Caitlin Long, a member of the Wyoming Blockchain Task Force, has responded to the recent unrest in the money markets by analyzing the systemic fragility of the traditional financial sector as compared with Bitcoin (BTC).
In a Medium blog post published on Sept. 25, Long made the argument that “at a systemic level, the traditional financial system is as fragile as Bitcoin is antifragile.”
Writing in the wake of last week’s weakness in the repo markets — which prompted the Federal Reserve to temporarily inject $75 billion in cash to keep rates within its target range — Long argued that the incident represented “a modern version of a bank run.” She continued:
“And it’s not over yet. Stepping back, it reveals two big things about financial markets: first, US Treasuries are not truly ‘risk-free’ assets [...] and second, big banks are significantly undercapitalized. The event doesn’t mean another financial meltdown is necessarily imminent [...] since the brush fire can be doused either by the Fed, or by the banks raising more equity capital.”
The liquidity squeeze — which pushed overnight repo rates to as high as 10%, well north of the Fed’s target 2-2.25% range — had been triggered by the coincidence of corporate tax payments and Treasury settlements falling on the same date.
Yet rather than being a one-off instance of exceptional, unfortunate pressure on the lending markets, Long notes that this is the fourth such episode since the 2008 meltdown.
She critiques the Fed’s assertion this June — made on the occasion of the publication of its most recent bank stress tests — that “the financial system remains resilient,” arguing that the proclamation “strains credulity.” She further notes that:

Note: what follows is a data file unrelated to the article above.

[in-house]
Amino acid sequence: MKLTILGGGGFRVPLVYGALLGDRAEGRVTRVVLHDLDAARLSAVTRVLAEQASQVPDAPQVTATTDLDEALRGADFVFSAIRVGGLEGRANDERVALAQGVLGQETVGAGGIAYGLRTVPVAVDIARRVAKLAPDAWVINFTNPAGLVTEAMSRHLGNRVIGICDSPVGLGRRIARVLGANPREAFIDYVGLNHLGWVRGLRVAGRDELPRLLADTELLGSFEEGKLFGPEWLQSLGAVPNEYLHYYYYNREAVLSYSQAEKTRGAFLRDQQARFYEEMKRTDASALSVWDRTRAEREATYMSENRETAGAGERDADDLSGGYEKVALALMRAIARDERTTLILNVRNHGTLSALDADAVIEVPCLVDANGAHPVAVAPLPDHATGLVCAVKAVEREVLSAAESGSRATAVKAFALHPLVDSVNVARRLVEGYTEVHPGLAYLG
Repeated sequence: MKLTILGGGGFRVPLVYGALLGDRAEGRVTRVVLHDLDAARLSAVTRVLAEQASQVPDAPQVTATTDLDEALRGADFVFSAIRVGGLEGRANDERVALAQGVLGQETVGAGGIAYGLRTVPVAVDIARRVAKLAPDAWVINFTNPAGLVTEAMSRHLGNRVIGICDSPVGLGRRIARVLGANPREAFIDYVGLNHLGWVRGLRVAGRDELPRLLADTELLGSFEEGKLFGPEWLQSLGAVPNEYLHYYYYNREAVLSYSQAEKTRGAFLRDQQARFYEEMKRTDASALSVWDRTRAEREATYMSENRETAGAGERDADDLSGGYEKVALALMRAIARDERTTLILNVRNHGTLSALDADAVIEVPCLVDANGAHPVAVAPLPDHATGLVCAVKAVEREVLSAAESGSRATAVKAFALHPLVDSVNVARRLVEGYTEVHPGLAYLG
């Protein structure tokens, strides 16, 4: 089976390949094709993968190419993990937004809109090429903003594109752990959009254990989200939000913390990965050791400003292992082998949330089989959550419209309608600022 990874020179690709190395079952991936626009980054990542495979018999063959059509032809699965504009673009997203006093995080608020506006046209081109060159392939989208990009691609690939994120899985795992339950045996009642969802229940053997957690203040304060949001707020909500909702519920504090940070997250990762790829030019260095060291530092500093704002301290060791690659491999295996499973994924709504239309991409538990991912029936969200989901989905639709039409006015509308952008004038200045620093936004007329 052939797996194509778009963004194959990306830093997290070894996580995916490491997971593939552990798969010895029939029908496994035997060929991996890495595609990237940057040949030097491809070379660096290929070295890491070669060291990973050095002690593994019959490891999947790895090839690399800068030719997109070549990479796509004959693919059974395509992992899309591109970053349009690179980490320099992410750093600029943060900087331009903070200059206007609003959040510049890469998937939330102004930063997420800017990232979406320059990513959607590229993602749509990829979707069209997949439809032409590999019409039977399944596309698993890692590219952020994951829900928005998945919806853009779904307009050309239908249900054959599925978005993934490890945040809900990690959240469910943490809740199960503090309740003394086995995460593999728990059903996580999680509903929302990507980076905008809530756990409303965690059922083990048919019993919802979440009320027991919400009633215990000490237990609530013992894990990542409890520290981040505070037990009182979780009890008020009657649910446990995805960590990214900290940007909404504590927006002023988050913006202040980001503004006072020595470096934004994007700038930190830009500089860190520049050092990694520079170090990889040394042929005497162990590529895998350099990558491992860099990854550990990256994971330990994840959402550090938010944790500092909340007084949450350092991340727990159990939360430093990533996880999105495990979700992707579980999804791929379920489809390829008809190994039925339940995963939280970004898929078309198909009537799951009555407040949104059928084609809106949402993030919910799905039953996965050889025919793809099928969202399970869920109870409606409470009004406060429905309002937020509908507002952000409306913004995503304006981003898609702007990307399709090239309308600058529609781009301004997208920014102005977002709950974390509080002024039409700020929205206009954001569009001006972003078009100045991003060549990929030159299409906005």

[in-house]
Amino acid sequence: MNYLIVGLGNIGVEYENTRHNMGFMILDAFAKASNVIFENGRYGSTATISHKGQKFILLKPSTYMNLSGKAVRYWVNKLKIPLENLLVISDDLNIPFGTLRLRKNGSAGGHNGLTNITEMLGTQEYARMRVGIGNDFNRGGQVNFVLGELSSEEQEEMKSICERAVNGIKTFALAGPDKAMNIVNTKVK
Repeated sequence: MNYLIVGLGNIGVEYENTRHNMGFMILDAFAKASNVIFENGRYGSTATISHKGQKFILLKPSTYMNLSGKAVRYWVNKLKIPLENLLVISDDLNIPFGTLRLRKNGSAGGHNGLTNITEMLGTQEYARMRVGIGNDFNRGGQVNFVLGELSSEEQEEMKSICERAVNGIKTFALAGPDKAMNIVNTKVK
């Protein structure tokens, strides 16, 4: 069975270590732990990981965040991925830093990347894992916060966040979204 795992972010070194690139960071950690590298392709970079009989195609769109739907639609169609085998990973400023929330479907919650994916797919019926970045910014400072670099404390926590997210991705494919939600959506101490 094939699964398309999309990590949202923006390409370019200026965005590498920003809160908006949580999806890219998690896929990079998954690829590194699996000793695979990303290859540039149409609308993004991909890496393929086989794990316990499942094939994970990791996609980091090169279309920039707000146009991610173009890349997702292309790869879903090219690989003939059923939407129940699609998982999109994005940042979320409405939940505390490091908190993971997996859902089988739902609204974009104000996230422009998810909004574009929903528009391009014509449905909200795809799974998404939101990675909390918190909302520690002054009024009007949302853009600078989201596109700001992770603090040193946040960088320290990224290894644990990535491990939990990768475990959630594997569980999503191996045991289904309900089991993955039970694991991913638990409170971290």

“A staggering amount of US dollar liabilities have been issued offshore in recent decades and the Fed not only doesn’t control them but can’t measure them with any degree of accuracy.”
Bitcoin: an insurance policy against systemic instability
This inherent obfuscation — particularly glaring when it comes to highly rehypothecated assets such as U.S. Treasuries — was importantly conceded by the Chairman of the CFTC, Chris Giancarlo during questions following a 2016 speech. He remarked that:
“At the heart of the financial crisis, perhaps the most critical element was the lack of visibility into the counterparty credit exposure of one major financial institution to another. Probably the most glaring omission that needed to be addressed was that lack of visibility, and here we are in 2016 and we still don’t have it.”
In conclusion, Long makes the case that while commentators frequently point to volatile price performance when it comes to Bitcoin, it is significantly more stable systemically:
“Bitcoin’s price is highly volatile, but as a system, it is more stable [...] Bitcoin is not a debt-based system that periodically experiences bank run-like instability. In this regard, Bitcoin is an insurance policy against financial market instability. Bitcoin is no one’s IOU. It has no lender of last resort because it doesn’t need one.”
Earlier this month, crypto fund executive Travis Kling argued that that the specific properties of Bitcoin make it an exceptional hedge against monetary and fiscal irresponsibility from central banks and governments globally.